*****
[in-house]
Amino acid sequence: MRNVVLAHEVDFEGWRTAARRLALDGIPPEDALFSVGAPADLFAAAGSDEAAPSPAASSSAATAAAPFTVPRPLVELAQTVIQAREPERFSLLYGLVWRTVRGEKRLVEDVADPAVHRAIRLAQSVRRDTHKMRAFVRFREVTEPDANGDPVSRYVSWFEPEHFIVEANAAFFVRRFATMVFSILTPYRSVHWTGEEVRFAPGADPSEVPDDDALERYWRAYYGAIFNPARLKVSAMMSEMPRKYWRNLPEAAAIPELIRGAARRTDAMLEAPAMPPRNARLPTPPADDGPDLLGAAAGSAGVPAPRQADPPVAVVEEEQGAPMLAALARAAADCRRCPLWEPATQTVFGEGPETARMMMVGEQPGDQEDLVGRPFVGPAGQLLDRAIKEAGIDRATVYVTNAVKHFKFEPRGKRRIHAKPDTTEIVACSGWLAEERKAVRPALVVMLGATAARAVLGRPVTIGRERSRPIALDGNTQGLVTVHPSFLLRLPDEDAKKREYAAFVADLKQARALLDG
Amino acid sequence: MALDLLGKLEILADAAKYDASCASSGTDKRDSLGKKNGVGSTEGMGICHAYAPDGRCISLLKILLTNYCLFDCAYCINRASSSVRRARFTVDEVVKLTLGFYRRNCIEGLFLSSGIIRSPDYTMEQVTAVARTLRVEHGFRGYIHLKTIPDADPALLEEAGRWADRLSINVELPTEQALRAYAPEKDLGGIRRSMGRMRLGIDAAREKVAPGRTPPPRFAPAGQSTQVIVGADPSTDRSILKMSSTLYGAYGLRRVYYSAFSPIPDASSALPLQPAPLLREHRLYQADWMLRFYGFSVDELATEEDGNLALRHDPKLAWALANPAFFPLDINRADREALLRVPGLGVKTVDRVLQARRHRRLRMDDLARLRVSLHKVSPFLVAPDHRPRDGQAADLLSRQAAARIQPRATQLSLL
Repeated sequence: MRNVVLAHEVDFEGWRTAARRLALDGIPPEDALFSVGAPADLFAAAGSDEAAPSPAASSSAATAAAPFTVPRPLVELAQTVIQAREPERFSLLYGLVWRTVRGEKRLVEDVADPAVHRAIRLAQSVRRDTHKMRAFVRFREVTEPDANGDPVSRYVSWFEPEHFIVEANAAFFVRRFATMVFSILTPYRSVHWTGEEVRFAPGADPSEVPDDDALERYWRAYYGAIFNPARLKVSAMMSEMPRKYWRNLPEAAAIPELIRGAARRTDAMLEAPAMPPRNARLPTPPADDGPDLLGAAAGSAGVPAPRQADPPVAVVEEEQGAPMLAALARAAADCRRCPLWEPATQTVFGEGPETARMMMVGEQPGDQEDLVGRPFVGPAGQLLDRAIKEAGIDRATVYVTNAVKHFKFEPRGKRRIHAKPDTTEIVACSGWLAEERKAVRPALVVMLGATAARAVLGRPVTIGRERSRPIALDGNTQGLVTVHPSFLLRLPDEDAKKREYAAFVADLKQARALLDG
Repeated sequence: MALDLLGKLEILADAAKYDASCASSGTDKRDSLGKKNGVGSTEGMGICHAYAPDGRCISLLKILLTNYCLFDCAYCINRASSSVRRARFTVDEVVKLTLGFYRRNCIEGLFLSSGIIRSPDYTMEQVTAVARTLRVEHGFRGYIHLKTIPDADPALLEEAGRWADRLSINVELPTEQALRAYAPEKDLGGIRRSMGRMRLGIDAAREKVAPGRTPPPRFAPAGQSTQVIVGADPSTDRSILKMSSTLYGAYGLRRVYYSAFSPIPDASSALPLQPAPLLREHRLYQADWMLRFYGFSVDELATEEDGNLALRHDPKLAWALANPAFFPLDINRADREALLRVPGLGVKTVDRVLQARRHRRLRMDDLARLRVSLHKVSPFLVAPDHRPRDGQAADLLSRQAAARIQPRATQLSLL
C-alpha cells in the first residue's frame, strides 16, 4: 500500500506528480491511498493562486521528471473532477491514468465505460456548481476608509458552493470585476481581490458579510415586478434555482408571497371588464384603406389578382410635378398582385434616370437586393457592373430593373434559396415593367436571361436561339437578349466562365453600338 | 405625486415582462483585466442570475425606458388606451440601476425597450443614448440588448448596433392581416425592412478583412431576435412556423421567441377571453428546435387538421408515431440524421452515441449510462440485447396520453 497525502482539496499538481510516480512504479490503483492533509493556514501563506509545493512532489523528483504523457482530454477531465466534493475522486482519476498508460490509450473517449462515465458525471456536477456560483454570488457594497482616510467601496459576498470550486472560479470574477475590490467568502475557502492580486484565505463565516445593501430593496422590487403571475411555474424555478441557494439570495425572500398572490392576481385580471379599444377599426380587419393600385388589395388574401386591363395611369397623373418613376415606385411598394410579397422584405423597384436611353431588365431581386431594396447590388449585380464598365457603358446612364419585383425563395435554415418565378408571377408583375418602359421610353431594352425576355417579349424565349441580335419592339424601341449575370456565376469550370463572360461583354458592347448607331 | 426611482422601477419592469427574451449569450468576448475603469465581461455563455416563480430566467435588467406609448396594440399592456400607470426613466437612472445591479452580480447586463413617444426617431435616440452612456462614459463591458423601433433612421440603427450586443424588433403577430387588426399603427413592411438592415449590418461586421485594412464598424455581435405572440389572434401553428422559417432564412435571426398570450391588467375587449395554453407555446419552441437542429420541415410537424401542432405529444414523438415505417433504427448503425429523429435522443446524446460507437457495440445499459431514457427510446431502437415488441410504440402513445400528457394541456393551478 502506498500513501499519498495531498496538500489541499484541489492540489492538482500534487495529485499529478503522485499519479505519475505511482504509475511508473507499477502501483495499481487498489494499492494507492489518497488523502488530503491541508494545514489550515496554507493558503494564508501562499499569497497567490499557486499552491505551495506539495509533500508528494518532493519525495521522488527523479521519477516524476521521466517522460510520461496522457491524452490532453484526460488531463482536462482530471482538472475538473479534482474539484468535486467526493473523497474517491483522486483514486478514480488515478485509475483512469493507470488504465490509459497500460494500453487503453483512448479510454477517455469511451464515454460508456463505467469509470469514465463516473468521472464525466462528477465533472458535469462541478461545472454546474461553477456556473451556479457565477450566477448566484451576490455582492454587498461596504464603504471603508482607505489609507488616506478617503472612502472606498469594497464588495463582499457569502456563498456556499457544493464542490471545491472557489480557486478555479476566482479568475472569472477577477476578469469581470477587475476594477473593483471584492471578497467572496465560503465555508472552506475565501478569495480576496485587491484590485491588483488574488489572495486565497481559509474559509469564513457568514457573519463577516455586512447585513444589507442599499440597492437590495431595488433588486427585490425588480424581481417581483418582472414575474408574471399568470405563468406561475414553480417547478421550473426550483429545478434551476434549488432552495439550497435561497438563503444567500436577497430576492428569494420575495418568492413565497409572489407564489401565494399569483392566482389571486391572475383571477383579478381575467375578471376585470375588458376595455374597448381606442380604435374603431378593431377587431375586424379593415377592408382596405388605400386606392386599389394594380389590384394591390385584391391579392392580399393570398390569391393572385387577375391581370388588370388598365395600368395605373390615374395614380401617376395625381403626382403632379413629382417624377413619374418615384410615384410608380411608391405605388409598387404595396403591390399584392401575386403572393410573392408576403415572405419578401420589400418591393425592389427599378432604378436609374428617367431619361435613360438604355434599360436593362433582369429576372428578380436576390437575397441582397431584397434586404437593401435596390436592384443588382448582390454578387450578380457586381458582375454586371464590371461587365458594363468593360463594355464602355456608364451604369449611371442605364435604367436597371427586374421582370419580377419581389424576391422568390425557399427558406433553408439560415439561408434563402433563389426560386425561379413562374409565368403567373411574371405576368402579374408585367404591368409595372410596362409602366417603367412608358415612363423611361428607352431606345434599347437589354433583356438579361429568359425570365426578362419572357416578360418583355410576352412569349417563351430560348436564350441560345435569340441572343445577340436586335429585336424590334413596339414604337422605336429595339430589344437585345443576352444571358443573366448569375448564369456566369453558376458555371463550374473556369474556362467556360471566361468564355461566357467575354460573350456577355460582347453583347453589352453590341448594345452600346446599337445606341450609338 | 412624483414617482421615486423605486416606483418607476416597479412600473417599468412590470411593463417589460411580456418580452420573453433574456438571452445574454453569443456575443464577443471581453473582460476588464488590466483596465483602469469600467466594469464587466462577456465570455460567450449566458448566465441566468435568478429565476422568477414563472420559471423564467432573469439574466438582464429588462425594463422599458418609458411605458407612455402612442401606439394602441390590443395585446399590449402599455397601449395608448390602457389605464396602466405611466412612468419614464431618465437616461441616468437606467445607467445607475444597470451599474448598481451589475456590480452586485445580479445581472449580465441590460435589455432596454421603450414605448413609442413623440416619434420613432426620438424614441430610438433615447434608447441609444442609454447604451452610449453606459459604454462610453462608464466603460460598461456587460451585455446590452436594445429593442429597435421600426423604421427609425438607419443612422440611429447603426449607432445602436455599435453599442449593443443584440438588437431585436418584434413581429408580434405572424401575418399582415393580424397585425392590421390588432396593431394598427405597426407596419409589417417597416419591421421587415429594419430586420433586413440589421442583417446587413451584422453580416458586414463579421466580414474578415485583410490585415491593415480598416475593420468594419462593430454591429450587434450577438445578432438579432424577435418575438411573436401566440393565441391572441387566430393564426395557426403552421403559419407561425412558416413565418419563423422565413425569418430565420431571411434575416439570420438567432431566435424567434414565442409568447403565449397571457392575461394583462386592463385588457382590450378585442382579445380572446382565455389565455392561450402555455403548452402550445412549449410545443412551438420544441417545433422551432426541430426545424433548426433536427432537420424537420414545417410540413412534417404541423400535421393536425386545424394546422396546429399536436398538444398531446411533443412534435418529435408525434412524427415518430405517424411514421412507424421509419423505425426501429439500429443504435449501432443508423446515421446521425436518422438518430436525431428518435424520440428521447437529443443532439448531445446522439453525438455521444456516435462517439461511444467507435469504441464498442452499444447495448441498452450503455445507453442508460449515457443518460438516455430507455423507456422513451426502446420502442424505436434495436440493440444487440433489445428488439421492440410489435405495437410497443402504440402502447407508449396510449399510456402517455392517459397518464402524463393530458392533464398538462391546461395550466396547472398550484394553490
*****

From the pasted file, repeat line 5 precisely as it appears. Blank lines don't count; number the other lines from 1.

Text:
Repeated sequence: MALDLLGKLEILADAAKYDASCASSGTDKRDSLGKKNGVGSTEGMGICHAYAPDGRCISLLKILLTNYCLFDCAYCINRASSSVRRARFTVDEVVKLTLGFYRRNCIEGLFLSSGIIRSPDYTMEQVTAVARTLRVEHGFRGYIHLKTIPDADPALLEEAGRWADRLSINVELPTEQALRAYAPEKDLGGIRRSMGRMRLGIDAAREKVAPGRTPPPRFAPAGQSTQVIVGADPSTDRSILKMSSTLYGAYGLRRVYYSAFSPIPDASSALPLQPAPLLREHRLYQADWMLRFYGFSVDELATEEDGNLALRHDPKLAWALANPAFFPLDINRADREALLRVPGLGVKTVDRVLQARRHRRLRMDDLARLRVSLHKVSPFLVAPDHRPRDGQAADLLSRQAAARIQPRATQLSLL